Congressman Anthony Weiner expressed disappoint Friday over Congress's failure to pass a measure that would provide health coverage for September 11th first responders, a day after he criticized his colleagues in an emotional tirade.
Only 12 Republicans joined a majority of Democrats in voting for the $7.4 billion measure on Thursday, which inspired Weiner's rant on the floor of the House of Representatives.
Democrats chose to require a two-thirds majority in order to prevent Republicans from attaching amendments, and the bill was 21 votes short of passing.
"We see it in the United States Senate every single day, where members say we want amendments, we want debate, but we're still a no. And then we stand up and say, ‘oh if only we had a different process we'd vote yes.’ You vote yes if you believe yes,” said Weiner. “You vote in favor of something if you believe it’s the right thing; if you believe it’s the wrong thing, you vote no. We are following a procedure. I will not yield to the gentleman, and the gentleman will observe regular order! The gentleman will observe regular order!"
A much more subdued Weiner appeared on NY1's "Inside City Hall" on Friday.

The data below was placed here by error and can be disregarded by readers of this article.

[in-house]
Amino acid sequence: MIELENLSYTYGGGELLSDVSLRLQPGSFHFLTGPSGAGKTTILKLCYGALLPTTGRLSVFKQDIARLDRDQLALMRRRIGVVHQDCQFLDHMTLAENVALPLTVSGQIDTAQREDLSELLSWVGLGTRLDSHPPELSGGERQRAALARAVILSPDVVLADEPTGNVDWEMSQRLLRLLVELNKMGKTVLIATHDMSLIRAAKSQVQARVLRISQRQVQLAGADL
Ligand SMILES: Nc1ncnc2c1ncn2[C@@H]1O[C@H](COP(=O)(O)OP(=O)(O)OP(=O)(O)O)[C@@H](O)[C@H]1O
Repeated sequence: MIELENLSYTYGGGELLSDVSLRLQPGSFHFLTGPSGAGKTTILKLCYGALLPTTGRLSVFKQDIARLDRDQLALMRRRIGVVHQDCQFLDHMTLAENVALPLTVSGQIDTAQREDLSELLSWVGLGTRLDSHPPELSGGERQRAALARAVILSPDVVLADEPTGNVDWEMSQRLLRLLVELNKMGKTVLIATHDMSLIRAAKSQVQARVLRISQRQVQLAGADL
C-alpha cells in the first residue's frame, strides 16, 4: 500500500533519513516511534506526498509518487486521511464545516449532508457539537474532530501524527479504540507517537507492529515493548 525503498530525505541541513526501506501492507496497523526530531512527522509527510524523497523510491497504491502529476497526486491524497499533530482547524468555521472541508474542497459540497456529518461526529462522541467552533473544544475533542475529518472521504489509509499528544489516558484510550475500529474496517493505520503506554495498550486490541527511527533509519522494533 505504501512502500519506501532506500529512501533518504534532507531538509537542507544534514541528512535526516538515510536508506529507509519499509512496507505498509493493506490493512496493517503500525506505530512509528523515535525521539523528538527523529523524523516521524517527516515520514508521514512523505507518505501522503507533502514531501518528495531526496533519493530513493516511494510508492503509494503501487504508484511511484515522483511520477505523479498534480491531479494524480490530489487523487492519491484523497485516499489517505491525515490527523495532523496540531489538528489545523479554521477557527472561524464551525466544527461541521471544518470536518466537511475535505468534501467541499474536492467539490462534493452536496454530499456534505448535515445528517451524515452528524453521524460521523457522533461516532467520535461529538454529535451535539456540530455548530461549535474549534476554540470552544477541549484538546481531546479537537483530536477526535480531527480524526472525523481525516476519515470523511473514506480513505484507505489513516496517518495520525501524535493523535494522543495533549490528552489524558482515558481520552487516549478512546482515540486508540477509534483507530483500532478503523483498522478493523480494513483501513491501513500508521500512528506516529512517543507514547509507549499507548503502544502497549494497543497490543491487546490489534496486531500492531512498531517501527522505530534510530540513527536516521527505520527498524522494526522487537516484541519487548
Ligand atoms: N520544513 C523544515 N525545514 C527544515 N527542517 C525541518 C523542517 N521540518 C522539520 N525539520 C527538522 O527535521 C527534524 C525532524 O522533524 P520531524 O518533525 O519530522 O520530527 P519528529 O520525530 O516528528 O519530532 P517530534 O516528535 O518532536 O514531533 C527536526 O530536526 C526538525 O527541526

"Frankly, I think that it's one of the things that people see about Washington and they scratch their head. If you can't even put aside partisanship for 9/11 victims, who can you put aside partisanship for?" said Weiner on "Inside City Hall." "So if I was yelling, it was because I know a lot of people who have too much gunk in their lungs from September 11th dust to be able to speak, yet alone yell."
On his Friday radio show, Mayor Michael Bloomberg also lashed out against Congress’s decision, calling it a "disgrace." He said not bringing the bill to a vote is just typical partisan politics in Washington.
"This is an attack on America,” Bloomberg said. “People that went in for rescue and recovery, it’s Americans trying to help Americans, and Congress is unwilling to stand up. They preach patriotism and when it comes down to it, partisan politics."
The bill is named after New York City Police Department Detective James Zadroga, who died of a respiratory illness after working at the World Trade Center site following the terrorist attacks.